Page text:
Pipeline & Hazardous Materials Safety Admin. (PHMSA) Inspections Discover Significant Problems on Atlantic Coast Pipeline (ACP)

by Duane Nichols on August 16, 2019

Installation of extra large diameter pipe in steep and rocky terrain is questionable?

Feds warn of unsafe construction on Atlantic Coast project

From an Article by Mike Soraghan, E&E News, August 15, 2019

Federal regulators have found unsafe construction practices at work sites on the Atlantic Coast pipeline, spelling more trouble for a project that’s already facing setbacks in court.

Inspectors in December found crews laying pipe in ditches lined with rocks, which make the line more vulnerable to damage or stresses as a result of movement or settlement.

The inspection took place in Doddridge and Lewis counties in West Virginia, about 100 miles northeast of Charleston, according to the warning letter sent late last month to Dominion Energy Inc., the lead company on the pipeline.

The Pipeline and Hazardous Materials Safety Administration (PHMSA) decided against seeking a fine, according to the letter from Robert Burrough, director of PHMSA’s Eastern Region.

Dominion officials said in a statement the inspection occurred during a halt in construction ordered by the 4th U.S. Circuit Court of Appeals, and the company was under orders to act only minimally in the area.

After the Federal Energy Regulatory Commission authorized a stabilization plan, the company fixed the problems, according to the statement. It added that those details will be included in the response the company intends to send to PHMSA.

“We are committed to meeting the highest standards for quality, safety and environmental protection throughout this construction and we are proud of the job we’re doing,” Dominion said.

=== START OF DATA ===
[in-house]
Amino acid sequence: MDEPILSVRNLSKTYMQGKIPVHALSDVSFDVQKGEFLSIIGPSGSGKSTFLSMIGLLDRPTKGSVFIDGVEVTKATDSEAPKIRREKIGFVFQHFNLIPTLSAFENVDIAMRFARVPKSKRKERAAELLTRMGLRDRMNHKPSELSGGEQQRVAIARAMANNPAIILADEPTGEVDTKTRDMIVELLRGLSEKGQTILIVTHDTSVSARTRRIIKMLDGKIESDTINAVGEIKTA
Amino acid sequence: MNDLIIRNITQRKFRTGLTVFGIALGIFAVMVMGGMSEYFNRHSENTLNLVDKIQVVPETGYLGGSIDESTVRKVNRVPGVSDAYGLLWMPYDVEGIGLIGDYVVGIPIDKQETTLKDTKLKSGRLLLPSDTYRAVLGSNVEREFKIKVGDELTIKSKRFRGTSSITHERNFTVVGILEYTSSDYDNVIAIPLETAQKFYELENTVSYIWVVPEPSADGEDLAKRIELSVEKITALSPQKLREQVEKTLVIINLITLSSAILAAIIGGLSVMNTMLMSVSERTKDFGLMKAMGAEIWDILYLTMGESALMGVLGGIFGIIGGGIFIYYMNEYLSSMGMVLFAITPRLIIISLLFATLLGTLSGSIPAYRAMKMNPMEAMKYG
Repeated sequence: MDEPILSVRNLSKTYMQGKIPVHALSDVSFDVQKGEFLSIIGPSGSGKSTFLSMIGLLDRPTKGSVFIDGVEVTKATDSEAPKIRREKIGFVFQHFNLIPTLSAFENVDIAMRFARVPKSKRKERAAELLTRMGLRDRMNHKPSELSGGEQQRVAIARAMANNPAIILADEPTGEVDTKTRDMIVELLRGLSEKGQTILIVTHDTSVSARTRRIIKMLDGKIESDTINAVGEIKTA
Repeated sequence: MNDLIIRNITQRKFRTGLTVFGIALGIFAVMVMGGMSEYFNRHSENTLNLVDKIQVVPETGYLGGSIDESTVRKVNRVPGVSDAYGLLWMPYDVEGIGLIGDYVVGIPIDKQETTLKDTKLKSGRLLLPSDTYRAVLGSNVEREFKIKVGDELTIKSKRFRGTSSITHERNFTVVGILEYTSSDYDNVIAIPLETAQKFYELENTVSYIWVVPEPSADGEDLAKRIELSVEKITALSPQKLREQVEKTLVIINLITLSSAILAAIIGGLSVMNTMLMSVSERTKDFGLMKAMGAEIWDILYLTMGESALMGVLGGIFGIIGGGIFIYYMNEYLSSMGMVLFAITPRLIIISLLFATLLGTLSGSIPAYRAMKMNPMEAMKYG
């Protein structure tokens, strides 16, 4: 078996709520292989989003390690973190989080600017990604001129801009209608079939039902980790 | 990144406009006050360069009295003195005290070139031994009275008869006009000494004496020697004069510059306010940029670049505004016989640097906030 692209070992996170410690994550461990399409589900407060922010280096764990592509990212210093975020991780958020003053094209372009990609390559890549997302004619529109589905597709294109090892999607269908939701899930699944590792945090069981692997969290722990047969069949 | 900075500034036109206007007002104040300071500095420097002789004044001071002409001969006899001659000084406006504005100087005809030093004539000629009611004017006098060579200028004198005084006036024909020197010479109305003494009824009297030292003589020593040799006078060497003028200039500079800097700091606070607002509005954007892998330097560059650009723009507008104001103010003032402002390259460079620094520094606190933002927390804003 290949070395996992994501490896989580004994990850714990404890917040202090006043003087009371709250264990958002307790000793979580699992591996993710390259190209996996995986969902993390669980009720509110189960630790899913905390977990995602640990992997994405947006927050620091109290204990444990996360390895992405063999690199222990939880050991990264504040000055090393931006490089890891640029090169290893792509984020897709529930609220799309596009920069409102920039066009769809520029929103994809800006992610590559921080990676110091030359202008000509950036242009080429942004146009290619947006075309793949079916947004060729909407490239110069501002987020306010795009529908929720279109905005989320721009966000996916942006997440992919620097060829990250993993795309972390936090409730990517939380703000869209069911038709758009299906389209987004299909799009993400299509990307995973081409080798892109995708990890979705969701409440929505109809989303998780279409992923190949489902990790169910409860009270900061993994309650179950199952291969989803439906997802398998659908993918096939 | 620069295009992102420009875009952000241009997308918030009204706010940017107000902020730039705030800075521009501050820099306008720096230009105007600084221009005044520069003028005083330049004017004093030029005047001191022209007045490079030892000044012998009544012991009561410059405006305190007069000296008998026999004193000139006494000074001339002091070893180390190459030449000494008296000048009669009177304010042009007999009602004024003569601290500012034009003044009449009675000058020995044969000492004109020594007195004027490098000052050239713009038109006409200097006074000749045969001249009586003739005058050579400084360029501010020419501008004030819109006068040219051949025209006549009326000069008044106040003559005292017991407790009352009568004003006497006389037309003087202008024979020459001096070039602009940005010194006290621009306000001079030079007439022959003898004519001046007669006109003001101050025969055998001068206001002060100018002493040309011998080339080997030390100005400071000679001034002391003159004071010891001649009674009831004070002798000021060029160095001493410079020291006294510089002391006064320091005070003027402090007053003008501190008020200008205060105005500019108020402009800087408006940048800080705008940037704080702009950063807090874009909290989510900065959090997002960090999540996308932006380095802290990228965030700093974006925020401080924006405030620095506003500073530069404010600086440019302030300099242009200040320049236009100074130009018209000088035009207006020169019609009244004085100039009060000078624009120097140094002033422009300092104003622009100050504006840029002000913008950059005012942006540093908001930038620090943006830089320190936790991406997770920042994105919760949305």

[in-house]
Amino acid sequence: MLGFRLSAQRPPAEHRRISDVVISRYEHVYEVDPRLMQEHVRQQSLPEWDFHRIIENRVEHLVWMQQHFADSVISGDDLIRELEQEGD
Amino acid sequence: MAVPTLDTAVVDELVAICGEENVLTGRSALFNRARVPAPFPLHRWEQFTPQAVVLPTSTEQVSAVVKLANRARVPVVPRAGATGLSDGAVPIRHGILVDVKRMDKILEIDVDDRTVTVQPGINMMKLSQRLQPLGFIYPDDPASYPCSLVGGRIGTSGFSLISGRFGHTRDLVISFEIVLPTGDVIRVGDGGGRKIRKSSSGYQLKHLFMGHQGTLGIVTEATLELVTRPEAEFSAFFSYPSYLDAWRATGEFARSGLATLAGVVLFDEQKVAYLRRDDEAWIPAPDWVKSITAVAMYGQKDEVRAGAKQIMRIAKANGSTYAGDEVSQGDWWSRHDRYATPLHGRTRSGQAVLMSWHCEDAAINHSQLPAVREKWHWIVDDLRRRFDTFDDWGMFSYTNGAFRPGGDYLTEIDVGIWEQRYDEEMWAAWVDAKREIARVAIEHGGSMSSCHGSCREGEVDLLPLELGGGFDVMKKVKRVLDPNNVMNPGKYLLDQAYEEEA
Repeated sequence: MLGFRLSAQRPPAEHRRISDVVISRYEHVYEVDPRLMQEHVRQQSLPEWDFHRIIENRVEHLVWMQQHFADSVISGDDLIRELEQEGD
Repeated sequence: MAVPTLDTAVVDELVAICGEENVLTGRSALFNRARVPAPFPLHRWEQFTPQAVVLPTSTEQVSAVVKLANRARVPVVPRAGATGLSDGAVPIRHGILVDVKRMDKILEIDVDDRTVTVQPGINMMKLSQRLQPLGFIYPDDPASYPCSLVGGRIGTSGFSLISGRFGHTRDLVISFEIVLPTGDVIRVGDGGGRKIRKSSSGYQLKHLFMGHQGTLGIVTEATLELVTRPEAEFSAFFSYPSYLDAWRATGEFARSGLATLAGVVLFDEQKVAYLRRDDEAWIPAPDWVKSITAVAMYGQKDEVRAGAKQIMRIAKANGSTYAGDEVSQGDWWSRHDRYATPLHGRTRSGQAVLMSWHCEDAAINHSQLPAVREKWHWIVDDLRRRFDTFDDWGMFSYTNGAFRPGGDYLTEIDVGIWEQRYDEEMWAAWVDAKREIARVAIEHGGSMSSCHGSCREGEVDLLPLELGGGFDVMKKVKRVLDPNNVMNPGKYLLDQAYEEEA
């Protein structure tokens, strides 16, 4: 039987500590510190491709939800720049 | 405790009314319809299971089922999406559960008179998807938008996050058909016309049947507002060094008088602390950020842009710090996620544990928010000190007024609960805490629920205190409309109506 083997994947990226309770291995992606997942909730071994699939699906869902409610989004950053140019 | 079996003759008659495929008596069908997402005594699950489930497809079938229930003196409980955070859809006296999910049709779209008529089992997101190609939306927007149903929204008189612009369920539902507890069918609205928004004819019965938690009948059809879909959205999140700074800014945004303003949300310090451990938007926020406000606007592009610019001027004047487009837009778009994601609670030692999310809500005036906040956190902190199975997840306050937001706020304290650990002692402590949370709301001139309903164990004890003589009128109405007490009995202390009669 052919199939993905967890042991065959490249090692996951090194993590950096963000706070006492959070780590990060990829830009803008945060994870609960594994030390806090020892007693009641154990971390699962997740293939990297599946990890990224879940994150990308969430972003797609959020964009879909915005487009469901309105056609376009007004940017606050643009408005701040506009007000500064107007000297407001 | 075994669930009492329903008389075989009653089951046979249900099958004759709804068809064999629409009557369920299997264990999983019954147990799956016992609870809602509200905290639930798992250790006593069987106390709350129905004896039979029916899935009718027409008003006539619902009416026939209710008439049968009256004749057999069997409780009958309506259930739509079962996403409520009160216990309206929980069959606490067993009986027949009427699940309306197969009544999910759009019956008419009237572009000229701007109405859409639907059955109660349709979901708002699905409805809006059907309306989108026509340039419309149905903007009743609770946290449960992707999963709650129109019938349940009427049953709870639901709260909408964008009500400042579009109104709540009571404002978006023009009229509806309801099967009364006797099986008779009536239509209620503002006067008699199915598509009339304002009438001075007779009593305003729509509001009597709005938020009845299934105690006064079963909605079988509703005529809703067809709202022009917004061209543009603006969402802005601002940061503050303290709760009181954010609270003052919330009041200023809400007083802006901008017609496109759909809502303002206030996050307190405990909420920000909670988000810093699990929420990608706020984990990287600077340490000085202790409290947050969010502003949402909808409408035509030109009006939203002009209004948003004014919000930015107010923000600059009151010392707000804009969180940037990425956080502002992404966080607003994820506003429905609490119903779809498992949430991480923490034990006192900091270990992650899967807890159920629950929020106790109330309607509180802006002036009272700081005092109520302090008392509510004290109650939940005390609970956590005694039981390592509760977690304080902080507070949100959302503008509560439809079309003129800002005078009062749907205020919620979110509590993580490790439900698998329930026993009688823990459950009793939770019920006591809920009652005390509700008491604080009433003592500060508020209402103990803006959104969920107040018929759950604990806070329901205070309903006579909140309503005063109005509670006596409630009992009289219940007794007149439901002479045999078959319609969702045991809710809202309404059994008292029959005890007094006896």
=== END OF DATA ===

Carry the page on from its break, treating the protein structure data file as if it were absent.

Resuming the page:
Construction on the 600-mile natural gas pipeline is on hold, bedeviled by legal problems that have pushed the project cost beyond $7.5 billion. It is to run from West Virginia through Virginia and into eastern North Carolina.

The 4th Circuit decision that the Forest Service improperly authorized the pipeline to cross the Appalachian Trail could stop the project in its tracks if the high court doesn’t take the developers’ case and rule in their favor.

During the December inspection, a 42-inch pipe was found to have been laid in a “rock-laden” ditch, which can cause problems when the pipeline shifts underground. It was also reported to have been laid in an “excessively narrow” trench.

At another location, pipe was laid on top of rocks, the line hadn’t been centered in the ditch, and it was touching “rock-laden” trench walls. The warning letter said the site was near large unsupported boulders that could damage the pipeline from above as the ground settles.

“The identified conditions also have the potential to be exacerbated in the event of heavy rains and/or washouts,” the warning letter said. Heavy rains, erosions and landslides have been a significant problem for pipelines and pipeline construction in recent years.

{ 1 comment… read it below or add one }

Bob Peckman August 18, 2019 at 9:57 pm

Question: If we inspect 10% of a project and half of that is not up to safety standard, does that mean that 5% is bad or that 50% is bad.

Well constructed pipelines are health and safety risks which we are forced to live with.

We should not be forced to live with compromised safety, especially considering the size of recent explosions.

Bob Peckman


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